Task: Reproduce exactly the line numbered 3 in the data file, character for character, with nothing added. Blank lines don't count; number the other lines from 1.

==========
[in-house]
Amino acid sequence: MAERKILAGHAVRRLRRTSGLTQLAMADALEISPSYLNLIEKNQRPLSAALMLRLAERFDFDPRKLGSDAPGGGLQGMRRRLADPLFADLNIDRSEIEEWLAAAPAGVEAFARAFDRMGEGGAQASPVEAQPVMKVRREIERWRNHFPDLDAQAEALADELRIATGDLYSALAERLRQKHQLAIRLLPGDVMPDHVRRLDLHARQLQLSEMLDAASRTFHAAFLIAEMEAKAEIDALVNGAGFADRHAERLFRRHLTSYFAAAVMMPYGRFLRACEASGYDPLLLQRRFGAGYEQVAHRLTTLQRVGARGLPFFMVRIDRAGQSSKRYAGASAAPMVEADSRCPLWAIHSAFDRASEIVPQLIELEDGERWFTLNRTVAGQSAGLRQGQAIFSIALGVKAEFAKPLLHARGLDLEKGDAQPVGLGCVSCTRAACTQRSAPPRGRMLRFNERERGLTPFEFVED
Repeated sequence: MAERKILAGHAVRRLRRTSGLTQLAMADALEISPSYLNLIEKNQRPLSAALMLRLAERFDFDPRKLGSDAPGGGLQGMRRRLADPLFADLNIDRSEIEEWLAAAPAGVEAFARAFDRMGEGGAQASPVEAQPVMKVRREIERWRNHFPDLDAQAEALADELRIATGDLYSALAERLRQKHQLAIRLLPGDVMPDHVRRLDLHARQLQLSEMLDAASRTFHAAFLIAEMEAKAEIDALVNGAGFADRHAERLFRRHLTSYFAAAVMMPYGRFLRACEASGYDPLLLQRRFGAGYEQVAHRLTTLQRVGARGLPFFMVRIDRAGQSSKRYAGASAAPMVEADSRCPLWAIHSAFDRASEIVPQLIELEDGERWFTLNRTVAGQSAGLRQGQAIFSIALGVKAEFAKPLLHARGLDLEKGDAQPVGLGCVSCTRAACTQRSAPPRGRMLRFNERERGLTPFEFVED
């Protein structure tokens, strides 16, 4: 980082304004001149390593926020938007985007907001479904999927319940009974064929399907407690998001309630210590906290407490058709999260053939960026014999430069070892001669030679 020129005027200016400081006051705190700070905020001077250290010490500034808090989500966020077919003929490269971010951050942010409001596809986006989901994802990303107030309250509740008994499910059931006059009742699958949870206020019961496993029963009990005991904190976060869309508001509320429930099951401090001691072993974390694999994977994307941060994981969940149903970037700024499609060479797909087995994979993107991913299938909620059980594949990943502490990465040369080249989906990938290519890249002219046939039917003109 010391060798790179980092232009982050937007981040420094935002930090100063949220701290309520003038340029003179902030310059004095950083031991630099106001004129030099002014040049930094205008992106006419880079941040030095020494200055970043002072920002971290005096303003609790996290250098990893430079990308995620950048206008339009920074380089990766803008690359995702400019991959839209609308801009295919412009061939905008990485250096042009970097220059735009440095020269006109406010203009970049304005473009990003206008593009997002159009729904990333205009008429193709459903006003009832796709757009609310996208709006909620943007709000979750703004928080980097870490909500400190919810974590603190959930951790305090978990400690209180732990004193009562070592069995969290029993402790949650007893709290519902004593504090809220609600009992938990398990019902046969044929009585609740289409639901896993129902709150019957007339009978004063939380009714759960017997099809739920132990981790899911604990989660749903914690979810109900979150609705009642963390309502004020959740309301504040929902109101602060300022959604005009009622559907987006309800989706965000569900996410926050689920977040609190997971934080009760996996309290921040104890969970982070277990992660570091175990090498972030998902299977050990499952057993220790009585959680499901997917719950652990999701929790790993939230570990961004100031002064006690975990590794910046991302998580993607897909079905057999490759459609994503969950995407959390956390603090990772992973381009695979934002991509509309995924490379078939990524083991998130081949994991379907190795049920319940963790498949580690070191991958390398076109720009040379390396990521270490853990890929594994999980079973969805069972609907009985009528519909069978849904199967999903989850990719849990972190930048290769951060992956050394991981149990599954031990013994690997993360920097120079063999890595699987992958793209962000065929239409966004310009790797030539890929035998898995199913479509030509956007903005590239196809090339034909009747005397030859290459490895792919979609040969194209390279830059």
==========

Repeated sequence: MAERKILAGHAVRRLRRTSGLTQLAMADALEISPSYLNLIEKNQRPLSAALMLRLAERFDFDPRKLGSDAPGGGLQGMRRRLADPLFADLNIDRSEIEEWLAAAPAGVEAFARAFDRMGEGGAQASPVEAQPVMKVRREIERWRNHFPDLDAQAEALADELRIATGDLYSALAERLRQKHQLAIRLLPGDVMPDHVRRLDLHARQLQLSEMLDAASRTFHAAFLIAEMEAKAEIDALVNGAGFADRHAERLFRRHLTSYFAAAVMMPYGRFLRACEASGYDPLLLQRRFGAGYEQVAHRLTTLQRVGARGLPFFMVRIDRAGQSSKRYAGASAAPMVEADSRCPLWAIHSAFDRASEIVPQLIELEDGERWFTLNRTVAGQSAGLRQGQAIFSIALGVKAEFAKPLLHARGLDLEKGDAQPVGLGCVSCTRAACTQRSAPPRGRMLRFNERERGLTPFEFVED